Improving digital measurement strategy
What if everything we thought we knew about digital measurement was wrong? Web analytics consultant Gary Angel explains how the failings in digital measurement have come to be and how to bypass them to make every retailers measurement better
What if everything we thought we knew about digital measurement was wrong? Web analytics consultant Gary Angel explains how the failings in digital measurement have come to be and how to bypass them to make every retailer’s measurement better
In the digital age being able to track where messages/brands are being discussed and monitor an organisations digital footprint is a key component to proving that a marketing strategy is having the desired effect. But Gary Angel, president of the web analytics consultancy Semphonic, contends that a few simple steps can ensure retailers can improve their strategic online view and planning:
1. Get your focus right
He told RetailTechnology.co.uk: “Let’s address the common belief that the key to successful dashboarding and reporting is finding a small set of KPIs [key performance indicators] that are understandable and immediately actionable. Your measurement department has probably delivered a dashboard populated with a few key metrics like lead conversion rate, total visits trend, overall site satisfaction, etc. all laid out in an easy to read format. Sadly, these reports deliver neither understanding nor actionability.
“Suppose your site visit-to-lead rate is up 5% and at the same time, suppose your search engine traffic is down 20%. What you may not realise is that in all probability, the two metrics are related and are, in fact, telling you exactly the same story. As you drive less early-stage traffic to your site via natural search, your visit-to-lead will go up. But in this instance, that isn’t a good thing.
“The fact is that site-wide metrics like "leads / visits" are nearly all worthless. There are an infinitude of reasons why your Conversion Rate might change and by removing all but a few key metrics from your dashboard, it is almost impossible for you to ever find out which explanation is correct.
“To be meaningful, a metric needs to be placed in the context of ‘who’ it’s about and ‘what’ those customers were trying to accomplish. If your dashboards aren’t built around this simple two-tiered (audience/visit-type) segmentation concept, they probably aren’t very useful.”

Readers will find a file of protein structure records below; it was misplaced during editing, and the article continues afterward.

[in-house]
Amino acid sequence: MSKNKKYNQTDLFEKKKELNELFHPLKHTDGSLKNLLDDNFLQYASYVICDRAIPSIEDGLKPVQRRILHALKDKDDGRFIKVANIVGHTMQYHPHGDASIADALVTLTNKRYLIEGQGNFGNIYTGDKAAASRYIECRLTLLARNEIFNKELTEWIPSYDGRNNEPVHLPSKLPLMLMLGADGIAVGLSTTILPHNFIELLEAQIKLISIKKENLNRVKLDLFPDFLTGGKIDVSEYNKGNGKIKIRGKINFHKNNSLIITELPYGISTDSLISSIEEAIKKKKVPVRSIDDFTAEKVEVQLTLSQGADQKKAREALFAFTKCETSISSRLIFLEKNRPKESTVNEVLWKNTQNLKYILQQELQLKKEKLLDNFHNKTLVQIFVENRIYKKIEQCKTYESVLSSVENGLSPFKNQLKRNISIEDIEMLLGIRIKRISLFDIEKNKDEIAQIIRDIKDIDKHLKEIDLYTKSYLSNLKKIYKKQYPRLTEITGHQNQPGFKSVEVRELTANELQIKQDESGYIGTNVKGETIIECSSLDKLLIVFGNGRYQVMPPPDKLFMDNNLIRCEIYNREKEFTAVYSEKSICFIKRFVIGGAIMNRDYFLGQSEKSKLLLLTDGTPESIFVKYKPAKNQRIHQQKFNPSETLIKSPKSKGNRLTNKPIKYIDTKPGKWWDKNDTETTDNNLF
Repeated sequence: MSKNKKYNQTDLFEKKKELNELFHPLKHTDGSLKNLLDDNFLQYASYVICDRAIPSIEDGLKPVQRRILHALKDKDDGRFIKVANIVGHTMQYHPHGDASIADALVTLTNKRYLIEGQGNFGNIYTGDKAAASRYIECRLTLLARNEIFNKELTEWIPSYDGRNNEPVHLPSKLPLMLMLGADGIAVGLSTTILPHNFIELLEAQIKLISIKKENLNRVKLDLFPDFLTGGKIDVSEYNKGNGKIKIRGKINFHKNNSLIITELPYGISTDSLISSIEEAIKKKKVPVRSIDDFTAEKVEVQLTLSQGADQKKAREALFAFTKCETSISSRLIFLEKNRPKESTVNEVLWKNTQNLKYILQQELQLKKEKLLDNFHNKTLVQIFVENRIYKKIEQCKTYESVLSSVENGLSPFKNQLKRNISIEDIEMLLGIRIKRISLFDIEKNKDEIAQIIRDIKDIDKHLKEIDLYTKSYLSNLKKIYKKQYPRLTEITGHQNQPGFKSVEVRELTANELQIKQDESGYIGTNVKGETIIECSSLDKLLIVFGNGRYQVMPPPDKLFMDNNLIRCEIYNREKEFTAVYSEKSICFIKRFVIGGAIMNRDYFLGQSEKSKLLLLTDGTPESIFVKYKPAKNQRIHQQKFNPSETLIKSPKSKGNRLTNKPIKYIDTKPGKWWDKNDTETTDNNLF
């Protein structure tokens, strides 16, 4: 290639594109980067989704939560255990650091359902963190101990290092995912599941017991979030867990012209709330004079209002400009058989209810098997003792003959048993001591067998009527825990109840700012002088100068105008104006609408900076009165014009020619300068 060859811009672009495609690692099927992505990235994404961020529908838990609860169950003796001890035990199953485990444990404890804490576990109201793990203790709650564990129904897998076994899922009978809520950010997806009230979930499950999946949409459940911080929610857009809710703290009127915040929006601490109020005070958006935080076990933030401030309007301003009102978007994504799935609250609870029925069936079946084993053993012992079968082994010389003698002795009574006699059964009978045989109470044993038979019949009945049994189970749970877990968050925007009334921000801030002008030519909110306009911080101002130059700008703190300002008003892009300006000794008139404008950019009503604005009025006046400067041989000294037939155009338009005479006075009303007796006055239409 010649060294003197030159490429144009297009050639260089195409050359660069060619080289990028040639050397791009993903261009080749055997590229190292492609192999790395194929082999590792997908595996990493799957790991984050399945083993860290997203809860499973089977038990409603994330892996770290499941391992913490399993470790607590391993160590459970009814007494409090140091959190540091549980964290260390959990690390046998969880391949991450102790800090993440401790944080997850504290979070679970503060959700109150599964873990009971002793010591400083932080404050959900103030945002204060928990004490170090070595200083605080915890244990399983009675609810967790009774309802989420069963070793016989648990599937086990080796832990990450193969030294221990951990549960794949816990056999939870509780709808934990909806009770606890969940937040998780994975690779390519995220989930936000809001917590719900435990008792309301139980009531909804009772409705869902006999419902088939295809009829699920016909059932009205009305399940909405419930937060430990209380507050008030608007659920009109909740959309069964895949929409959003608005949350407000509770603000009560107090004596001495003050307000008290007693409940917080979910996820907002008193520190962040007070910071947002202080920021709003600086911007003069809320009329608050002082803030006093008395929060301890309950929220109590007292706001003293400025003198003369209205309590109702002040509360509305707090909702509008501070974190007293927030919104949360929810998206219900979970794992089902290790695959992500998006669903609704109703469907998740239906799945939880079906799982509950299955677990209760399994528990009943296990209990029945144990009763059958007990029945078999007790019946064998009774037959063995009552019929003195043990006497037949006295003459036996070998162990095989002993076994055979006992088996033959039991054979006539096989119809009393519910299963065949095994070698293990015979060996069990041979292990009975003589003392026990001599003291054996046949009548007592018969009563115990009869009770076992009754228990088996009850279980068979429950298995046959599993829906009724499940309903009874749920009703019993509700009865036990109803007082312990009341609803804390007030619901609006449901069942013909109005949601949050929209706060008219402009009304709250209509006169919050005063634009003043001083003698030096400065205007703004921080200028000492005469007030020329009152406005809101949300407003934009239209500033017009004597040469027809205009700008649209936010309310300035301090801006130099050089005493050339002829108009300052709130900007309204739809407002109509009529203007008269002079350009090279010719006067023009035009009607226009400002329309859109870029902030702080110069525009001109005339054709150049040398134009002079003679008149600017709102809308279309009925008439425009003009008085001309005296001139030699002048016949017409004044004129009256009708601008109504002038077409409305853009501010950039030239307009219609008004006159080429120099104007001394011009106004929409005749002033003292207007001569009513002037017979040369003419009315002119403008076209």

2. Be wary of site satisfaction surveys
“If there is so little utility in site-wide metrics reported from web analytics systems, you may be tempted to populate your dashboards with online survey data,” Angel continued.
“Online survey research is based on a sample of your site visitors, but every time you change your marketing campaign and improve (or worsen) your SEO [search engine optimisation], you effectively change the demographics of your website. This renders site-wide trends in satisfaction almost useless as, rather than tracking true changes to site satisfaction, you are actually tracking changes to the site population caused by your marketing programme.”
3. Understand the value of social ‘measurement’
“If your marketing team is on the ball, you probably have a social media measurement programme, along with a set of reports showing you how well it's doing. At the heart of those reports is something called total mention counts – a simple measure of how often your brand is mentioned in the social realms. It might be compared to other brands to demonstrate ‘brand share,’ or trended over time to demonstrate ‘social success’.
“These are, however, very poor measures,” Angel warned. “Social media chatter is nearly always tainted by (and largely made up of) commentary driven by professional influencers. When you include all these mentions in a count, you are measuring a bizarre combination of PR [public relations] messaging and actual consumer sentiment. Unless your team has aggressively pruned the counts of all professional posters and commentators, your figures have zero correlation with actual consumer sentiment and therefore represent nothing of value.”
4. Dispel the myths
“If you're like most marketing executives interested in digital, it's time you realised that the un-segmented metrics used by your measurement teams are not fit for viewing, much less basing decisions upon. Do the people feeding you these numbers know better?” Angel asked. “Probably not.”
He concluded: “It's up to you to demand more, and by dispelling these common, easy metric crutches from your dashboards, you'll be on the right path to getting the information you need.”